Writer Richard Meryman speaking at the National Gallery of Art. Excerpts from recordings of years of conversations with Andrew Wyeth, and others, are woven into Meryman’s latest book, Andrew Wyeth: A Spoken Self-Portrait.
Think of the now-passed-away artist you greatly admire, and imagine being able to listen to him/her voicing thoughts about life, art, work.
Father Larry Madden
For Mothers Day, the family is obliged to go on an outing of my choosing, and this year it was the beautiful gardens of Dumbarton Oaks, all dressed up in their spring finery. Here my husband and daughter find an unusual rest stop above the cutting garden west of the Prunus Walk.
And also for Mothers Day, a poem by George Bilgere, “Laundry,” of which I did none today.
My mother stands in this black
And white arrangement of shadows
In the sunny backyard of her marriage,
Struggling to pin the white ghosts
Of her family on the line.
I watch from my blanket on the grass
As my mother’s blouses lift and billow,
Bursting with the day.
My father’s white work shirts
Wave their empty sleeves at me,
And my own little shirts and pants
Flap and exult like flags
In the immaculate light.
It is mid-century, and the future lies
Just beyond the white borders
Of this snapshot; soon that wind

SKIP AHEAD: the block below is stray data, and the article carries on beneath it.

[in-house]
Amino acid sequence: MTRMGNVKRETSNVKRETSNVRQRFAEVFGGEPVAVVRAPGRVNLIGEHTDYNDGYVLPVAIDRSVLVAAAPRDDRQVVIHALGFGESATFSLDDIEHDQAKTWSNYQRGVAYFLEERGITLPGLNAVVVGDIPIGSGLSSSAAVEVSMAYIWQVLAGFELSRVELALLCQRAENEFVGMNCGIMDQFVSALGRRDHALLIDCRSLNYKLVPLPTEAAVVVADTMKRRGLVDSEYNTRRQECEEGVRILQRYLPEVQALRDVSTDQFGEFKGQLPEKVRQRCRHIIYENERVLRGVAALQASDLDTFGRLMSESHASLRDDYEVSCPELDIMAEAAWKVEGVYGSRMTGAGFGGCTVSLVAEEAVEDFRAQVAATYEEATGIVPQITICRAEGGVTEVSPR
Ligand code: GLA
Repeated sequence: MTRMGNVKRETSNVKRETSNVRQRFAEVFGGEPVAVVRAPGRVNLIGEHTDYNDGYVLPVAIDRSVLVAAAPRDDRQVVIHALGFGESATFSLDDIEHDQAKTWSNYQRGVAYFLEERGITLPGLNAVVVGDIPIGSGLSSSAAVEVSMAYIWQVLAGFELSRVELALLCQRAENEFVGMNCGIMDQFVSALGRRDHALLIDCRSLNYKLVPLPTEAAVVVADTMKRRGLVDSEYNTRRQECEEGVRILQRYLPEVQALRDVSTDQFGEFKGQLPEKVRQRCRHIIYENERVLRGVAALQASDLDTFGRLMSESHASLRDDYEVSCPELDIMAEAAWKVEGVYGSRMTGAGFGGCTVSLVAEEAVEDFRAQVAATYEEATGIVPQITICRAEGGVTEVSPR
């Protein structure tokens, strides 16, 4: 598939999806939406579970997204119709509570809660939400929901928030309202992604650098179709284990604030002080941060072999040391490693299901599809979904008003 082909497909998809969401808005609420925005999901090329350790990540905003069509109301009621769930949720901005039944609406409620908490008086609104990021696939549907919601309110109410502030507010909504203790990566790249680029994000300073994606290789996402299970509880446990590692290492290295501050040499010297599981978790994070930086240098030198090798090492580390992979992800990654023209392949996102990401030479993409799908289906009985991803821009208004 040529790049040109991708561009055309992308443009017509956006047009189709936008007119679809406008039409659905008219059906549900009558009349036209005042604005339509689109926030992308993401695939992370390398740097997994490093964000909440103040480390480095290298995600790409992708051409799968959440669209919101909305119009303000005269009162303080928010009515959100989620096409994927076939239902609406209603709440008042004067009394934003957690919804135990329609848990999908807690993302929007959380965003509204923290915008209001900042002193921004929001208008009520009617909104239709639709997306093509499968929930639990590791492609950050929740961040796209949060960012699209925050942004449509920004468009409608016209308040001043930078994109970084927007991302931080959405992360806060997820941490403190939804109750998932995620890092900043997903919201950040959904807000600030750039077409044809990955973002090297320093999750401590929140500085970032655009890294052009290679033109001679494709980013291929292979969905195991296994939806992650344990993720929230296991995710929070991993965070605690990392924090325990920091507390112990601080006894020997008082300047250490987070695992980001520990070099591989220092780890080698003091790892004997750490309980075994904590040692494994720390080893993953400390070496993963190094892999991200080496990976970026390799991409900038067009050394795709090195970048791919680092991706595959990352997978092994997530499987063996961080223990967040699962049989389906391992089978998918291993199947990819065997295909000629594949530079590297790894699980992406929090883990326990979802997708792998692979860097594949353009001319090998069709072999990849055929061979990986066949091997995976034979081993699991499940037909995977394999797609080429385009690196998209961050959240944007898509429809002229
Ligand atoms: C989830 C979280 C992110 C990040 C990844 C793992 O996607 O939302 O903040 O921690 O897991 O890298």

Will get the better of her
And her marriage. Soon the future
I live in will break
Through those borders and make
A photograph of her-but
For now the shirts and blouses
Are joyous with her in the yard
As she stands with a wooden clothespin
In her mouth, struggling to keep
The bed sheets from blowing away.
Two weeks on call for the U.S. District Court. One of the principal benefits of jury duty is that the courthouses are all in the neighborhood of the National Gallery of Art.
For the first of May, a poem by Paul Laurence Dunbar (1872–1906), who spent part of his brief but prolific life here in Washington, DC.
Sweetest of the flowers a-blooming
In the fragrant vernal days
Is the Lily of the Valley
With its soft, retiring ways.
Well, you chose this humble blossom
As the nurse’s emblem flower,
Who grows more like her ideal
Every day and every hour.
Like the Lily of the Valley
In her honesty and worth,
Ah, she blooms in truth and virtue
In the quiet nooks of earth.
Tho’ she stands erect in honor
When the heart of mankind bleeds,
Still she hides her own deserving
In the beauty of her deeds.
In the silence of the darkness
Where no eye may see and know,
There her footsteps shod with mercy,
And fleet kindness come and go.
Not amid the sounds of plaudits,
Nor before the garish day,
Does she shed her soul’s sweet perfume,
Does she take her gentle way.
But alike her ideal flower,
With its honey-laden breath,
Still her heart blooms forth its beauty
In the valley shades of death.
—Paul Laurence Dunbar